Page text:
“Progress is the nice word we like to use. But change is its motivator. And change has its enemies.” (Robert F. Kennedy, May 25, 1964, New York Hilton Hotel, Conference of Mayors).
June 6, 2018 marked the 50th anniversary of the assassination of Robert F. Kennedy by the severely disturbed Sirhan Sirhan at the Ambassador Hotel in Los Angeles, California. I was only 12 years old, but already volunteering in the Presidential elections, distributing buttons and campaign pamphlets for the Kennedy offices in New York. I took a class in pubic speaking; I actively embarked on my quest to become one of the youngest Eagle Scouts in New York State, and devoured books about American and World history, politics, and social injustice. I was inspired by one of my teachers, Mr. Irving Sloan, who had been a college professor before dedicating himself to younger students. With his help, I became convinced that activism, vision, and the outright rejection of certain power systems could change the world.
Many of the power systems that exist in our society are readily accepted, with varying degrees of awareness, by a majority of people, further anchoring their place in our traditions and everyday life. Examples of power systems include governmental policies that adversely affect access to health care, social policies that exacerbate poverty, and industrial conventions that delay a global recognition of ecological hazards including climate change.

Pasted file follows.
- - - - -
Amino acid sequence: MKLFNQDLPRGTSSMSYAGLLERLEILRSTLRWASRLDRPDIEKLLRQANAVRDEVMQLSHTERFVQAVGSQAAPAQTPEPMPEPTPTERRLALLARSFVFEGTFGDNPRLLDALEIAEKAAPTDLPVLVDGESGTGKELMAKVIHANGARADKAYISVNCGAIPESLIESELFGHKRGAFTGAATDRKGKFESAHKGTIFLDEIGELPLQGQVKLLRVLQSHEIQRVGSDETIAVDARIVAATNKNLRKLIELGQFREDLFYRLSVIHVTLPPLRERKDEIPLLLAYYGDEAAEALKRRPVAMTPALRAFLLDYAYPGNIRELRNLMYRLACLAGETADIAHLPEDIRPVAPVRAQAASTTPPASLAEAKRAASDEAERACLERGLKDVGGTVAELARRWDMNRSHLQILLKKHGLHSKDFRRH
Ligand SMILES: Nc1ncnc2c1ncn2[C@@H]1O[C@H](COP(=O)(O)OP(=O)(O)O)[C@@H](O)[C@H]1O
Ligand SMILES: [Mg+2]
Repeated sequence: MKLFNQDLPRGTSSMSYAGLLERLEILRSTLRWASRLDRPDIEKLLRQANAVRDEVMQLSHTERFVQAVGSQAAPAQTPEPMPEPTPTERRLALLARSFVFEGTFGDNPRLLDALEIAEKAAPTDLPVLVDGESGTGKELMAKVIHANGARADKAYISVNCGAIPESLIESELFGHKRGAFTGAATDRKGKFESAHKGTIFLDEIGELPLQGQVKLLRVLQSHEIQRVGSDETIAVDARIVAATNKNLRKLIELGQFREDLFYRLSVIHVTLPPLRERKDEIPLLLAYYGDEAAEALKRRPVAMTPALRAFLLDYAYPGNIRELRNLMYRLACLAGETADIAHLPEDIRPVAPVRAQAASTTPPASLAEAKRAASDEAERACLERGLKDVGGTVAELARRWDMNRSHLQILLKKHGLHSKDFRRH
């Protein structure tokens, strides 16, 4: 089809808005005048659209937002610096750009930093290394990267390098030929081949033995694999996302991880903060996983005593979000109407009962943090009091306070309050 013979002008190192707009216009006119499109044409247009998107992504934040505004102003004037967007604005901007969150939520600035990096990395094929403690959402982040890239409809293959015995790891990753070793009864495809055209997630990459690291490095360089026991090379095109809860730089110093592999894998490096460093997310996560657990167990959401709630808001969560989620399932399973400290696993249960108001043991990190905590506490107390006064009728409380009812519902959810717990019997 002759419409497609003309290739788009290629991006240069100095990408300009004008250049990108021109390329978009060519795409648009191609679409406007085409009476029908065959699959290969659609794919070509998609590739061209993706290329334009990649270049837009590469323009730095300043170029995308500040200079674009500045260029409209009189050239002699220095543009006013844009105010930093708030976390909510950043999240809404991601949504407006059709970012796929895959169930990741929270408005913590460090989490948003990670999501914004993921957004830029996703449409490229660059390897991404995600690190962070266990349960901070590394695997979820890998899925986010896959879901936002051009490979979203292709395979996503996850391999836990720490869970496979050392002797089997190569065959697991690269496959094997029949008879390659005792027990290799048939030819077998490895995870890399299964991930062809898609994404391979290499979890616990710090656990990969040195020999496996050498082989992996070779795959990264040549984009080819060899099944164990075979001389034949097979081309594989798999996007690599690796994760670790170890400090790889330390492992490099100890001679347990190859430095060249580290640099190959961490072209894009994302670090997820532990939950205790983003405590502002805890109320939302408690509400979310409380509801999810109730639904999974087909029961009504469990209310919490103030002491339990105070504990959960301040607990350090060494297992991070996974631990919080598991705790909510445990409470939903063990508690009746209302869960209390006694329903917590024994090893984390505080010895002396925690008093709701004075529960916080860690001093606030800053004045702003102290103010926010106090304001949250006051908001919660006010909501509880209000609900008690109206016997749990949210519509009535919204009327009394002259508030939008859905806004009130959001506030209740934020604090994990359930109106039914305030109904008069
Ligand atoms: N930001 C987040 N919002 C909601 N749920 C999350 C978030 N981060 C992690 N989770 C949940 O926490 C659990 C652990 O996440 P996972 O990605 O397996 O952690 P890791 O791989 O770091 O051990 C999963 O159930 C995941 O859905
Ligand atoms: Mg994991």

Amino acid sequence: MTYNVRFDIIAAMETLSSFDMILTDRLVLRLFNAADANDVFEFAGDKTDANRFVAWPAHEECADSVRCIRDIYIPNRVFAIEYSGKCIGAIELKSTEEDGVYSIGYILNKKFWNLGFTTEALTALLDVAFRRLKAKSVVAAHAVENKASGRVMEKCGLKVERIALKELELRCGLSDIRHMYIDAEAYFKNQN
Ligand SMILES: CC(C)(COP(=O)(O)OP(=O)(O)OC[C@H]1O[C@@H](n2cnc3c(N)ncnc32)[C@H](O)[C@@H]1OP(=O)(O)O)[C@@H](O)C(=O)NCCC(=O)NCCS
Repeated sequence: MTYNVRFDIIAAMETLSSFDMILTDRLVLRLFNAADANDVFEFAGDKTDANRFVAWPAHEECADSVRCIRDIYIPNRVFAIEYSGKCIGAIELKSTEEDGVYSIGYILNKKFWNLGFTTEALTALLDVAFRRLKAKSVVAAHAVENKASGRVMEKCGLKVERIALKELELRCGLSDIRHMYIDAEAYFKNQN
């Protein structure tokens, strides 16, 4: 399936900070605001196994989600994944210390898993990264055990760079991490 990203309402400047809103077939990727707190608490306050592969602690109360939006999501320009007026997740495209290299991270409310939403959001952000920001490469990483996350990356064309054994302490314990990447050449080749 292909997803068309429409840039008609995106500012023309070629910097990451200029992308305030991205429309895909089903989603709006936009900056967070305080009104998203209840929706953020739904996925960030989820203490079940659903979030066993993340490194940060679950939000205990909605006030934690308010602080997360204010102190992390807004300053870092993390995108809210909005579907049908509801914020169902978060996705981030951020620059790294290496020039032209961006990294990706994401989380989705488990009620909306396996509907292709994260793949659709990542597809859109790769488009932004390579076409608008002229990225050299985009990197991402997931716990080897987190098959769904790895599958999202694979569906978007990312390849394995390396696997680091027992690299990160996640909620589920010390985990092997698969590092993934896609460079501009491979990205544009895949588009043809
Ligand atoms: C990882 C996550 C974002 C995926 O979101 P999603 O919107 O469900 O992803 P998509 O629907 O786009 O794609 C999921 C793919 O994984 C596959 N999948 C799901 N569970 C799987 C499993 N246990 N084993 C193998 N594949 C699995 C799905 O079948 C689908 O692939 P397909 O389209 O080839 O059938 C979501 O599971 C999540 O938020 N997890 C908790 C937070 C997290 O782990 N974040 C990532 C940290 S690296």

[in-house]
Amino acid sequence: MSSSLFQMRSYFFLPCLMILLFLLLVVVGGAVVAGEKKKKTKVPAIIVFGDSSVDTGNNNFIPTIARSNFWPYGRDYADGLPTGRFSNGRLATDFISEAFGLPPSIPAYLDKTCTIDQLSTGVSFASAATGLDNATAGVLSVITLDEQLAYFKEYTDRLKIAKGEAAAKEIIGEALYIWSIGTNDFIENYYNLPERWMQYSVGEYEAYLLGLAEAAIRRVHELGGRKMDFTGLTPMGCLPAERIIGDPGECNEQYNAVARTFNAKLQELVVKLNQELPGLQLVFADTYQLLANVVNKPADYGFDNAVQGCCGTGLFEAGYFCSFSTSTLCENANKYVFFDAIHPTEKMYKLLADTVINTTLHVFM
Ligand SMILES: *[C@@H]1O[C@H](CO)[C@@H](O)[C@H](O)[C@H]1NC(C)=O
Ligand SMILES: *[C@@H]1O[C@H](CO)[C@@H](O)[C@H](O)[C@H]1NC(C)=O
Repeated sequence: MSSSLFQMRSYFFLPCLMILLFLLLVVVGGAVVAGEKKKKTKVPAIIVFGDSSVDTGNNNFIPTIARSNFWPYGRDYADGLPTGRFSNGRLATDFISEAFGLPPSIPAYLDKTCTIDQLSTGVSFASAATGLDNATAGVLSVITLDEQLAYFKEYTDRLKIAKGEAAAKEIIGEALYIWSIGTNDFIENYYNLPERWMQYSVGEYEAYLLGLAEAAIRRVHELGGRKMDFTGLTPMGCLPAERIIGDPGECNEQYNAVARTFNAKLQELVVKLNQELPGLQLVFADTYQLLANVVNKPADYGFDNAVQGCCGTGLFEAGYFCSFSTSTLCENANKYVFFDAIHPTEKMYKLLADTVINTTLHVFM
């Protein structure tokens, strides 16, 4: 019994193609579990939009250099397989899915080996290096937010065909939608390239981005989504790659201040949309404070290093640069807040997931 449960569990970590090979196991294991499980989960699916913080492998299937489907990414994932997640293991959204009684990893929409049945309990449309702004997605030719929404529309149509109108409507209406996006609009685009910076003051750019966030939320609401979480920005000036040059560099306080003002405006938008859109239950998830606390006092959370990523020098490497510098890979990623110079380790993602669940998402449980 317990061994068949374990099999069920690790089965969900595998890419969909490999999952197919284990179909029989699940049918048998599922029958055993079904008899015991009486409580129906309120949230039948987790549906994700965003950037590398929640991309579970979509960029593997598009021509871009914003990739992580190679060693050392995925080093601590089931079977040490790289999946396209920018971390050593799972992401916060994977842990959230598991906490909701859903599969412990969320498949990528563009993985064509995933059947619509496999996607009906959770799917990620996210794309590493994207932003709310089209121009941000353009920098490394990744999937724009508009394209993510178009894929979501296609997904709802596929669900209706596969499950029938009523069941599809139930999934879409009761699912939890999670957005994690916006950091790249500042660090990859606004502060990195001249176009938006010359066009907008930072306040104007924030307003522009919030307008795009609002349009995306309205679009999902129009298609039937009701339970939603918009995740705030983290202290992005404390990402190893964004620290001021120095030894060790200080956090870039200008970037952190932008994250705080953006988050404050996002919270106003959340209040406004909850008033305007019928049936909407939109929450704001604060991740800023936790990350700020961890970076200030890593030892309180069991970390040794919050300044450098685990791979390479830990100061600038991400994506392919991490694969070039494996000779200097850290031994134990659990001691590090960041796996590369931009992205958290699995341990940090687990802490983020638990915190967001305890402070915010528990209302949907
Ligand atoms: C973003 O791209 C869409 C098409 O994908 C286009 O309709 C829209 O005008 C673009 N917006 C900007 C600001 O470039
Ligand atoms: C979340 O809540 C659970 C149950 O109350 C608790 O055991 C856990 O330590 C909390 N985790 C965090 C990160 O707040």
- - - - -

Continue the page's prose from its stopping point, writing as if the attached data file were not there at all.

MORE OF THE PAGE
On a very specific note, and relevant to the practice of our medical specialty, power systems are in place that help maintain a clinical service program where patients are used instead of models in order to train doctors performing procedures. These systems make it difficult for individual teachers to access monies for purchasing models or gain entry to university-based simulation centers. This itself is a formidable obstacle to promoting a system that is learner centric, patient-sparing and simulation-driven.
From my experience teaching teachers around the world I have noted how a country’s medical society or a hospital’s respiratory department refuses to purchase models because “regulations” prevent international wire transfers. Other times, funds for education are said to be unavailable or not budgeted, even though much larger sums of money are readily found to purchase costly equipment that is rarely used because of lack of training. In some places, well-intentioned equipment distributors provide a video tower and bronchoscope for a two-day training course at great expense related to transport, manpower and shipping but hesitate to consider the purchase and subsequent donation of a $2000 airway model to be kept on-site in a teaching hospital or medical society office so that trainees can improve their technical skills through daily practice.
Why is that?
One reason is that human resistance to change is natural. Too many people use power systems to protect personal positions or to reiterate an otherwise unjust and irrational political, economic, social, or institutional policy already in place. Many believe it is their responsibility to protect the status quo. Thankfully, there are others everywhere and, in every profession, who not unlike Robert Kennedy, recognize that change motivates progress, and that progress itself promotes change regardless of its enemies.